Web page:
Wednesday, November 10, 2010

The end of our Journey

On Sunday we checked out of the motel and headed to visit another friend and metal sculptor, Heath. He is in the middle of setting up his new workshop after moving out of smaller premises. After a fairly quiet time over the last year or so, a whiole bunch of work has come along all at once, so he is as busy as a one-armed wallpaper hanger with piles.

Nevertheless, he generously gave a couple of hours of his 18 hour workday to show us his huge new place, and have lunch with us.

With a few hours to kill before we had to head to the airport, we drove to Venice Beach which was only a few miles from Heath's studio and a similar distance from LAX. We visited the boardwalk there when we arrived in LA, and figured it worth revisiting to finish off our last minute shopping.

Metal figures.

As the sun sank lower over the water we took off for the airport. It was nearly dark when we arrived, but after going through security and into the soulless departure lounge we were surprised to find we were an hour early. Daylight saving ended at 2 am this morning, and Chris's cell phone had not registered the change. This was a little surprising because through out all our travels the phone had been rigourously updating the time as we passed through different time zones - sometimes twice or more in the same day as we zig-zagged through the 4 corner states. We had a long wait in the departure lounge, compounded by our flight departing later than scheduled.

The drug squad at the airport was really cute. We could have taken this dog home.
The flight home was surprisingly good. We bounced around a few times in the night. Being seated near the back of the plane amplified every bump. However, we managed to get some sleep through the 14 hour flight, and arrived in Sydney feeling less jet-lagged than on other trips.

The last leg of our journey from Sydney to Canberra was a 3 hour bus ride. Chris's parents met us at the bus station and drove us home. We arrived to find our house sittters had moved out and left the place spotless. Our dogs were happy to see us (and vice versa).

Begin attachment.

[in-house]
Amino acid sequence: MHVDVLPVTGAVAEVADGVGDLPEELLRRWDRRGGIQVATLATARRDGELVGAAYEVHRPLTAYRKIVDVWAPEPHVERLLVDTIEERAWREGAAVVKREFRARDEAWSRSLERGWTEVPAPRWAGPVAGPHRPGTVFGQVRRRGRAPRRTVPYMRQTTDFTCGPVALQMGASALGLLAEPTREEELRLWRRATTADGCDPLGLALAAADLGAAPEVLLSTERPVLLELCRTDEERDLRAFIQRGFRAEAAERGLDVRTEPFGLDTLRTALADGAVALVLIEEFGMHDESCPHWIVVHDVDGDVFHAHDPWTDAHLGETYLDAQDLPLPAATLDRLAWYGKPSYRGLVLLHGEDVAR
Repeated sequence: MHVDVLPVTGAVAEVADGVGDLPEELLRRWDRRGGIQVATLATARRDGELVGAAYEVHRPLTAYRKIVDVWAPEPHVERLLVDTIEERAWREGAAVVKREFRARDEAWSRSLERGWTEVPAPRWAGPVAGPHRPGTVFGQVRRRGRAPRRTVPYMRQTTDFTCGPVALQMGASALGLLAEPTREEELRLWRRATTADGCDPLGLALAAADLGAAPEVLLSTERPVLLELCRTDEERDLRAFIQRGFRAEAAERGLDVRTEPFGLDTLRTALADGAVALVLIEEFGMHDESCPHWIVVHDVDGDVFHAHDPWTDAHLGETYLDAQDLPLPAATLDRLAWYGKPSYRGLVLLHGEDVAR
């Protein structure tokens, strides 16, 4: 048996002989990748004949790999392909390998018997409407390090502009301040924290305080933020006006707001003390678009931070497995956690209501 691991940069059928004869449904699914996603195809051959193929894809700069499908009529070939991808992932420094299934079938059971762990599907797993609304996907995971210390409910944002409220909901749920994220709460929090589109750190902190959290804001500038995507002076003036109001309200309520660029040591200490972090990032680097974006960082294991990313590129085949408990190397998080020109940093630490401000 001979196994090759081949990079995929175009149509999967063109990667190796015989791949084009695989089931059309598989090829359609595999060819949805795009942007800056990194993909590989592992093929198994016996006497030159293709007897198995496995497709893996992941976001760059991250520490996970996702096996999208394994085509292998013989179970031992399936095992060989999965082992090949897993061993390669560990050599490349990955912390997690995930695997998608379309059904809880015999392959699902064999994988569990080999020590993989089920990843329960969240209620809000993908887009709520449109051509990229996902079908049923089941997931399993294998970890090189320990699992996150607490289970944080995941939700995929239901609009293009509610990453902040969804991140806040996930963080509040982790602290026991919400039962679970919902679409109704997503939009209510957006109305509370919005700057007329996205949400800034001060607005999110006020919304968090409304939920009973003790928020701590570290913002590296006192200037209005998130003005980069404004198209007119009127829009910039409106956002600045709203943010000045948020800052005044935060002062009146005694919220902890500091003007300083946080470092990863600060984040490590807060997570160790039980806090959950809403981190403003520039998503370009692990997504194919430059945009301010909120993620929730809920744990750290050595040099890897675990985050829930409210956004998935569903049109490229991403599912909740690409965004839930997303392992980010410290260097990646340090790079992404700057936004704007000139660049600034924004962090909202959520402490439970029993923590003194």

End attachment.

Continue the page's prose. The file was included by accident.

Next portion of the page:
So now it's all over. Life will soon be back to normal (at least a different "normal" to that of the last six months). The transition imparts mixed feelings, perhaps best described as "travel inertia", a phrased we learned from Peter, one of our friends in the US.

The trip has been a wonderful experience. We rode 27,000 miles in six months. We took an estimated 50,000 photos, and over 600 Mb of video. We met and stayed with many, many friends - some of whom we had previously only met on-line through the "Sandbox" where we share information about all aspects of metal art.

We set out to achieve a number of things: to "look for America" as Simon and Garfunkel once sang, to visit old friends and make new ones, to see the spectacular beauty of America and to ride some of the best motorcycling roads in the world. We comprehensively nailed everyone of those aims except the last. Late snow last winter kept us from riding some much anticipated routes - Tioga Pass in Yosemite and the nearby Sonora, Carsons and Ebbet passes, and later the "Going to the Sun" road in Wyoming's Glacier National Park. Towards the end of our journey we missed the chance to ride to the top of Mt Evans (at 14,000 ft, the highest paved road in the US) because it closed for winter a month before we arrived. We also missed the experience of riding Independence Pass in Colorado because winter weather was closing in on us. Mind you, we still rode some amazing roads, and what we missed is just a reason to have another go.

The goals we set ourselves were: firstly not to die on the US roads as more than 30,000 people do every year, secondly not to have an accident, thirdly not to drop the bike, then not to get any traffic citations, and to have fun.

Chris put the bike down once when he hit a patch of oil on a wet road, but other than that we achieved all our goals.

America is such a great country. It's people are friendly, polite, warm hearted, caring, open and generous to a fault. It was sad to see the impact of the GEC - shops and commercial premises boarded up and abandoned, "for sale" signs out everywhere...

Thanks to everyone who has been reading our blog and sending us encouraging feedback. If anyone has any specific questions they would like to ask about our adventure, drop us an email to bridglan(at) Substitute "@" for "(at)" and you will find us (and hopefully the spammers won't)..

This has truly been the journey of a lifetime. We hope you have enjoyed the ride, too.